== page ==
Awatere Valley, Blenheim, New Zealand
5000 merinos on 1300 hectars
Over 100 years ago a former New Zealand-family raised their first structural building in the orange and green hill-country of Awatere Valley. It was a wool shed meant for the sheep, while the people themselves lived in a tent. The shed is still standing today, but with company of more houses. In one of them, a pretty homestead surrounded by 200 pink and white roses, lives Hamish Oswald with his family. He is fourth generation to be running the 100 % mulesing-free merino farm Duntroon Station, which produces wool “that feels like heaven”. In 1908 Hamish’s great-grandfather Walter Oswald, bought the land from the tent-family, together with 1000 ewes.
Two years before, in 1906, when Mr. Walter was just 20 years old, he was a tall and handsomely dressed “man of the land”. He came sailing from Scotland with the dream of becoming a sheep farmer. His father was a well-educated lawyer, “but New Zealand was the new frontier”, as Hamish explains while studying his impressive family tree-drawing. News had traveled far in regards to this paradise of healthy farming at the end of the world. Now, a century later, Hamish lives in this extraordinary open landscape filled with tussocks, deer and wild boar, with his wife Jane and their three children Sophie (9), a keen horse-rider, Angus (6), a keen biker, and little Hugo (2). Shepherd Toby (17) also lives on the farm, with his three working dogs. When the family has some leisure time, they enjoy fishing blue cod from their boat in a nearby fjord, before lighting a fire to camp in a cove, where they eat fresh fish for dinner al fresco.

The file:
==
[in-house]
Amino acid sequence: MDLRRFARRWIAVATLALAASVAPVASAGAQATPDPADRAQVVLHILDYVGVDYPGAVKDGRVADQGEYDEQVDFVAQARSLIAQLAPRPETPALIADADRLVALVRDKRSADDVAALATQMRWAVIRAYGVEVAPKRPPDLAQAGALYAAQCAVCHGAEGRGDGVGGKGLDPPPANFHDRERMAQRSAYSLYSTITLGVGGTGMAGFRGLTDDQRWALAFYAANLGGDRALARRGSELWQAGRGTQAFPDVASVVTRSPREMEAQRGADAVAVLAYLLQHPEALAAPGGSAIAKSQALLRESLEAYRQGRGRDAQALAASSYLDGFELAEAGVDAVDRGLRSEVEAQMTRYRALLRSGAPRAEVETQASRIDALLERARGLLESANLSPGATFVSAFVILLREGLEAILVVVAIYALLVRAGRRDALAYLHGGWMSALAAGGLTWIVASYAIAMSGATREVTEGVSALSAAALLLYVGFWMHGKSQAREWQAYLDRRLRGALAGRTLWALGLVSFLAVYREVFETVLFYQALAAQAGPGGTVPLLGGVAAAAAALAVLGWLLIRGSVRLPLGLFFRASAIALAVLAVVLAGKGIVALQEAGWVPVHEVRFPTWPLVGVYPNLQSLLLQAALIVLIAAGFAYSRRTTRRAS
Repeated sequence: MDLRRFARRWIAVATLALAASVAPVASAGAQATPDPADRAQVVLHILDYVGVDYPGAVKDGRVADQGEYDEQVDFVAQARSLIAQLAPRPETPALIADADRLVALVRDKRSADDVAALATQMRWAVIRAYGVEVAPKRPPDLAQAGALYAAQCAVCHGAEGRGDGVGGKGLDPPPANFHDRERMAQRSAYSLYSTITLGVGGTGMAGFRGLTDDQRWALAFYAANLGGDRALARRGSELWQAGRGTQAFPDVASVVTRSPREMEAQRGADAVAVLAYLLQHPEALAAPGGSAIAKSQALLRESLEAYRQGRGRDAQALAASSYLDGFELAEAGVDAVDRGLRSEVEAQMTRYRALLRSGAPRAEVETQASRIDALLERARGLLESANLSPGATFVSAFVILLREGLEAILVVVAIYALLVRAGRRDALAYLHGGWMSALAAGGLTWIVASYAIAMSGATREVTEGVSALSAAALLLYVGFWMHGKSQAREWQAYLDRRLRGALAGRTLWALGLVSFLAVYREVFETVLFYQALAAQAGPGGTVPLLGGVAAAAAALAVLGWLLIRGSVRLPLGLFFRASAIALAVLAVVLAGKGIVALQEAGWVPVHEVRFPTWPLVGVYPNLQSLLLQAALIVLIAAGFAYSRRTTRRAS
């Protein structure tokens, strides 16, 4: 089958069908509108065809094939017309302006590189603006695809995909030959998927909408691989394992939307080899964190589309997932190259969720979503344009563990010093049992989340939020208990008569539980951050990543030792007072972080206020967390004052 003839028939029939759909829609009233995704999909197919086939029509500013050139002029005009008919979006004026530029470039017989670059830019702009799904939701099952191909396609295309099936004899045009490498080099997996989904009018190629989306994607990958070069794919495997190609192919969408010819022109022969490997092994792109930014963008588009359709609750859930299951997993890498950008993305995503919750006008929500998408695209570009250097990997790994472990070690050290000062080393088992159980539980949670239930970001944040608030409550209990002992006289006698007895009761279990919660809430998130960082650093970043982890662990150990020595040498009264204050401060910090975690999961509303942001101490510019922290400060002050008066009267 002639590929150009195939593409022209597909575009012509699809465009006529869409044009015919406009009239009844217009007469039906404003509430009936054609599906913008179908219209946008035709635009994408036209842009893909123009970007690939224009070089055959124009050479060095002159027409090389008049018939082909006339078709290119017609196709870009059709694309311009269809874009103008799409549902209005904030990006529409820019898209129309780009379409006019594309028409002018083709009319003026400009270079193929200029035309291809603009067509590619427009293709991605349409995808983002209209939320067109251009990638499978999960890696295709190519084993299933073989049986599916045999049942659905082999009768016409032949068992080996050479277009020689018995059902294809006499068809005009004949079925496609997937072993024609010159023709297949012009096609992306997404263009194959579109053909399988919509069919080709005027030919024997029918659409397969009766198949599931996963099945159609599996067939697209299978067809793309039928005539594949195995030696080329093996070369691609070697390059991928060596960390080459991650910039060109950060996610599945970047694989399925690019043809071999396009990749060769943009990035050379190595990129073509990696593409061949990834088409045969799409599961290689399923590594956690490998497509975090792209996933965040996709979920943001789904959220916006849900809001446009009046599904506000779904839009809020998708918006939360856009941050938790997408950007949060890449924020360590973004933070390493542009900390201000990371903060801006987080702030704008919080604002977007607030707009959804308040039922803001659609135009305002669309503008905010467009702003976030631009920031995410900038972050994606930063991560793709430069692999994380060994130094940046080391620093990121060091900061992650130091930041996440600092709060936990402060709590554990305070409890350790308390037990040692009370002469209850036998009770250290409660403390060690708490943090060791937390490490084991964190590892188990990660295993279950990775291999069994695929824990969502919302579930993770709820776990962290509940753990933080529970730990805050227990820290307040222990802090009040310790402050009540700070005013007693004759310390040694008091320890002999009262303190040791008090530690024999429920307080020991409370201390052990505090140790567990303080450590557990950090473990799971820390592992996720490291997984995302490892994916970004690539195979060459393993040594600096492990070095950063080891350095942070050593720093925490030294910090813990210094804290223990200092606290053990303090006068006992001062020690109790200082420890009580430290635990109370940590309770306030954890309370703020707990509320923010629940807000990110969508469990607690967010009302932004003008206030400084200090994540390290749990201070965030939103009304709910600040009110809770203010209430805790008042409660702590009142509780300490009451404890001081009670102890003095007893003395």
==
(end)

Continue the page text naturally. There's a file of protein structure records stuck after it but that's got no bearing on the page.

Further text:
“Think boldly and tread lightly”, is Hamish´s motto for farming. For every generation the farm has grown in scale and amount of merinos, mainly because of new types and species of grass that grows longer into the winter. Also, the three previous Oswald-generations have been very generous with planting oak trees, walnut trees and eucalyptuses on the farm. Here and there you´ll also find beautiful manuka, a native flower tree that the very first inhabitants used to make tea from. Because Hamish is “only taking care of the land for the next generation”, he is not going to try to fit as many merinos as he can on his vivid paddocks, even though he could. He says; “There is nothing like a hard day of work, and coming home with the feeling you have achieved something you can witness, to leave my mark on the land…in a good way.”